In many ways, Ozu’s film of six years later, There Was a Father, seems to follow the same pattern as its 1936 predecessor. Like the earlier film, it concerns the sacrifice of a single parent (this time a father) for his only son, who ends up living apart from his old man. And like The Only Son, it begins while the main character is still a child before suddenly jumping forward a number of years as the boy becomes a man. (It also quotes several shots almost verbatim from the earlier film.) But the theme of disappointment in one’s child is conspicuously absent in the later work (the father’s final verdict on his son, “You’re a strong young man,” seems a genuine statement of approval), while the economic barriers imposed by Japan’s 1936 financial crisis no longer seem to hold. The question in the film is not whether parental sacrifice can ensure an economically sustainable life for the next generation (it can), but instead what the emotional costs of that sacrifice might be.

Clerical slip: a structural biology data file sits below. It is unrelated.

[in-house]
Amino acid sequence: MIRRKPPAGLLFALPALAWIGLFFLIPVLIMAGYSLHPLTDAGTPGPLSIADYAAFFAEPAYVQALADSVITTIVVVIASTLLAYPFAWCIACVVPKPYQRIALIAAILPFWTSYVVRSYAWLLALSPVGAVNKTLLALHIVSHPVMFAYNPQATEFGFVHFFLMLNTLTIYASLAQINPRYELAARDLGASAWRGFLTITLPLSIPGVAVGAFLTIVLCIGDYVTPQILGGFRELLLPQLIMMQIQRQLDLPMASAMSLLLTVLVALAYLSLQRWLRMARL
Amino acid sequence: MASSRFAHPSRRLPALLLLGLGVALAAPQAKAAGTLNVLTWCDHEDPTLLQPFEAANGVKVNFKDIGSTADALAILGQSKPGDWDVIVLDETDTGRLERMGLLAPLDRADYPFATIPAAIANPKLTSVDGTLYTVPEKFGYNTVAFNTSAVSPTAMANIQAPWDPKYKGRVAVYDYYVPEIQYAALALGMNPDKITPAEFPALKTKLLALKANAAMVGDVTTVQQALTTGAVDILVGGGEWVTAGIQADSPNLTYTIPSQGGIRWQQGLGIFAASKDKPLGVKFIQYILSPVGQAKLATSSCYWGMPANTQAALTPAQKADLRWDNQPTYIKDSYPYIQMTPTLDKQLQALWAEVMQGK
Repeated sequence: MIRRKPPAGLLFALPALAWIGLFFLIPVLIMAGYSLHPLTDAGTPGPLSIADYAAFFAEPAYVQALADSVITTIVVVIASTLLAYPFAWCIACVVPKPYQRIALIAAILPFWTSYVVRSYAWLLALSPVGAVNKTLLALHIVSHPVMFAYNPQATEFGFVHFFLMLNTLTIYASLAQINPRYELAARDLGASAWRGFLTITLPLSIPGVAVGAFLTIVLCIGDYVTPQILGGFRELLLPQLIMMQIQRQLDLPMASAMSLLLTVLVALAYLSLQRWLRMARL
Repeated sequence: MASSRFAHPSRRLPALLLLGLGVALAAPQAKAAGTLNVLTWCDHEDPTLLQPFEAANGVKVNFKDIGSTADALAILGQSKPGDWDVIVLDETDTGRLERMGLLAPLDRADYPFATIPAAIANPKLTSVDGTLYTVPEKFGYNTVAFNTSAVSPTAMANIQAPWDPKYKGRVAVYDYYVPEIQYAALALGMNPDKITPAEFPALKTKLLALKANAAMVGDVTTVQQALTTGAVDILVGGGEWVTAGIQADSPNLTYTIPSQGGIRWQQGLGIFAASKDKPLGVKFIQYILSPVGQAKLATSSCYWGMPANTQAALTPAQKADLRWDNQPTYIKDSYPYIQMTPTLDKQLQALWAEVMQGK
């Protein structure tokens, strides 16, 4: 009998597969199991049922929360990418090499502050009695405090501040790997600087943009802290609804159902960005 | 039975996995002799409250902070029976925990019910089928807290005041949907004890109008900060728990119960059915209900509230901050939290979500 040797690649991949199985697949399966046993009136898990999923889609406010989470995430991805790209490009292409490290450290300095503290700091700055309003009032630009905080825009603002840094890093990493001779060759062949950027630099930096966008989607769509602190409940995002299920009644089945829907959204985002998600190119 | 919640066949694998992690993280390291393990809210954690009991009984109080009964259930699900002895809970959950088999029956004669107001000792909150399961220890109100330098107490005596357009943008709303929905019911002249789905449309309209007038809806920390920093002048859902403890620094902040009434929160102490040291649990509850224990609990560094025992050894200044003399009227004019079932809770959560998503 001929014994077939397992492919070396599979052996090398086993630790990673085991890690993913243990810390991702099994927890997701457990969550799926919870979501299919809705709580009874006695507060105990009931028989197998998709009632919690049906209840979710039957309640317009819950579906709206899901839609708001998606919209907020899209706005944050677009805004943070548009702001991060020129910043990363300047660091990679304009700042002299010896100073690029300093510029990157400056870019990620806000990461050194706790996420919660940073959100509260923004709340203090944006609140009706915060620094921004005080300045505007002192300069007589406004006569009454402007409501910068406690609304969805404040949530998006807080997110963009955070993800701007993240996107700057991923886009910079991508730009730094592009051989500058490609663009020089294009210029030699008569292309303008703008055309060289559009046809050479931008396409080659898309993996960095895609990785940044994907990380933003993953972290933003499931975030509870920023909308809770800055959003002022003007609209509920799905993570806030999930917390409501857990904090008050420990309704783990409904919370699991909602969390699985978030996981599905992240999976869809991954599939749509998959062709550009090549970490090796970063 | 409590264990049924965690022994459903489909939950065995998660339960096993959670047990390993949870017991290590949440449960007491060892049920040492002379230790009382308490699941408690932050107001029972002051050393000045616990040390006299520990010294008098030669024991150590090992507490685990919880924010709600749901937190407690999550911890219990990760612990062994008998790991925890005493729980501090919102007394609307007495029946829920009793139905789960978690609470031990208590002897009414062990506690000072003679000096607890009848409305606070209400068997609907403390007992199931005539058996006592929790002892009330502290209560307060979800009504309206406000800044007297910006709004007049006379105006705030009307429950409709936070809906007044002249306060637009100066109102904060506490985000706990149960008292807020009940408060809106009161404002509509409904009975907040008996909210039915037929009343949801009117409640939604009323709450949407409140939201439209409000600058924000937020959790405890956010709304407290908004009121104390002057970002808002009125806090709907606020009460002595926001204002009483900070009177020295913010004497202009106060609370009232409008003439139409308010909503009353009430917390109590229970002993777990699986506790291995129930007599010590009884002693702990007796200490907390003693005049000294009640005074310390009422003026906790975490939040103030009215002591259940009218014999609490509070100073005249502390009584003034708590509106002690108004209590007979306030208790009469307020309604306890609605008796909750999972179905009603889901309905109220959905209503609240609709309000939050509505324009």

In the film’s opening sequence, popular teacher Mr. Horikawa (Ozu regular Chishū Ryū) takes a group of students on a field trip. When several sneak off to go boating, tragedy ensues as the craft capsizes and a child dies. Though he’s cleared of all responsibility, Horikawa blames himself and, feeling that he’s failed in his duty, quits teaching and moves to Tokyo to take an office job that, while allowing him to provide for his son Ryohei’s future, also ensures his separation from his boy.